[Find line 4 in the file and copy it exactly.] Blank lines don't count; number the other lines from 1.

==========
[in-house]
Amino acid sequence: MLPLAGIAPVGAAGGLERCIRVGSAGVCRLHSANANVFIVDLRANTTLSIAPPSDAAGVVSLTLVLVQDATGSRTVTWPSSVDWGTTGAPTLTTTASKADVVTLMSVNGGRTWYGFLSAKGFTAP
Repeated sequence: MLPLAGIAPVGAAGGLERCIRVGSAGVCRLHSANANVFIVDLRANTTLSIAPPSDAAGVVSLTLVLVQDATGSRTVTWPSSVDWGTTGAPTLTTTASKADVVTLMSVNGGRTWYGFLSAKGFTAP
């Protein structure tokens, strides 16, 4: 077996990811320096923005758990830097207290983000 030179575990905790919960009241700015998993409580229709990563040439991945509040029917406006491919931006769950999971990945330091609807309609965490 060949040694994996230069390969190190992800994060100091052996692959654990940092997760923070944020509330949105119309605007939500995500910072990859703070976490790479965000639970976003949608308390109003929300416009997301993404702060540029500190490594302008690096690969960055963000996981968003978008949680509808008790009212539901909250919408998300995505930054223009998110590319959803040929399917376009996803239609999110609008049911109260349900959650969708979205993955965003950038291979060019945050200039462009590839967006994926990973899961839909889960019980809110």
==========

């Protein structure tokens, strides 16, 4: 077996990811320096923005758990830097207290983000 030179575990905790919960009241700015998993409580229709990563040439991945509040029917406006491919931006769950999971990945330091609807309609965490 060949040694994996230069390969190190992800994060100091052996692959654990940092997760923070944020509330949105119309605007939500995500910072990859703070976490790479965000639970976003949608308390109003929300416009997301993404702060540029500190490594302008690096690969960055963000996981968003978008949680509808008790009212539901909250919408998300995505930054223009998110590319959803040929399917376009996803239609999110609008049911109260349900959650969708979205993955965003950038291979060019945050200039462009590839967006994926990973899961839909889960019980809110």